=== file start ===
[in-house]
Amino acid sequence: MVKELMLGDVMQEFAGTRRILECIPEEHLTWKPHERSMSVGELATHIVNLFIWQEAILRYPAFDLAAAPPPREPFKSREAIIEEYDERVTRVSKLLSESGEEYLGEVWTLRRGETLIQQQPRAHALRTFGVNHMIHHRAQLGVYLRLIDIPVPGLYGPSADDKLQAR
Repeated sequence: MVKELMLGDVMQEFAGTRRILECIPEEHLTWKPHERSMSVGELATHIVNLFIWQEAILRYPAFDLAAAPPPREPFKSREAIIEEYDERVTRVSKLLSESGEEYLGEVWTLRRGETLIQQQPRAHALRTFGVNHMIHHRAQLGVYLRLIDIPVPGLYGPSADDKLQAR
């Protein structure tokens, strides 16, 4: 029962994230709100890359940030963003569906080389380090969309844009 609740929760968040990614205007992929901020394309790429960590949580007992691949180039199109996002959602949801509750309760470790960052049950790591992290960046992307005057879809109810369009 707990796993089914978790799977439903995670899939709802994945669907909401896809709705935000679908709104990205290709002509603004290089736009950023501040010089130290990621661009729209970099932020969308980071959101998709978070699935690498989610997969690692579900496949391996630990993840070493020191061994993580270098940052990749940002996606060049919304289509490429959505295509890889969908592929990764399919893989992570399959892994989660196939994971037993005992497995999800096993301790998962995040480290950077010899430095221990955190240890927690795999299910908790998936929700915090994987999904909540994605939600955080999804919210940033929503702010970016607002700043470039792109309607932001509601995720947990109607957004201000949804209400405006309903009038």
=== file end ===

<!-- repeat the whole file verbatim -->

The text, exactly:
[in-house]
Amino acid sequence: MVKELMLGDVMQEFAGTRRILECIPEEHLTWKPHERSMSVGELATHIVNLFIWQEAILRYPAFDLAAAPPPREPFKSREAIIEEYDERVTRVSKLLSESGEEYLGEVWTLRRGETLIQQQPRAHALRTFGVNHMIHHRAQLGVYLRLIDIPVPGLYGPSADDKLQAR
Repeated sequence: MVKELMLGDVMQEFAGTRRILECIPEEHLTWKPHERSMSVGELATHIVNLFIWQEAILRYPAFDLAAAPPPREPFKSREAIIEEYDERVTRVSKLLSESGEEYLGEVWTLRRGETLIQQQPRAHALRTFGVNHMIHHRAQLGVYLRLIDIPVPGLYGPSADDKLQAR
């Protein structure tokens, strides 16, 4: 029962994230709100890359940030963003569906080389380090969309844009 609740929760968040990614205007992929901020394309790429960590949580007992691949180039199109996002959602949801509750309760470790960052049950790591992290960046992307005057879809109810369009 707990796993089914978790799977439903995670899939709802994945669907909401896809709705935000679908709104990205290709002509603004290089736009950023501040010089130290990621661009729209970099932020969308980071959101998709978070699935690498989610997969690692579900496949391996630990993840070493020191061994993580270098940052990749940002996606060049919304289509490429959505295509890889969908592929990764399919893989992570399959892994989660196939994971037993005992497995999800096993301790998962995040480290950077010899430095221990955190240890927690795999299910908790998936929700915090994987999904909540994605939600955080999804919210940033929503702010970016607002700043470039792109309607932001509601995720947990109607957004201000949804209400405006309903009038």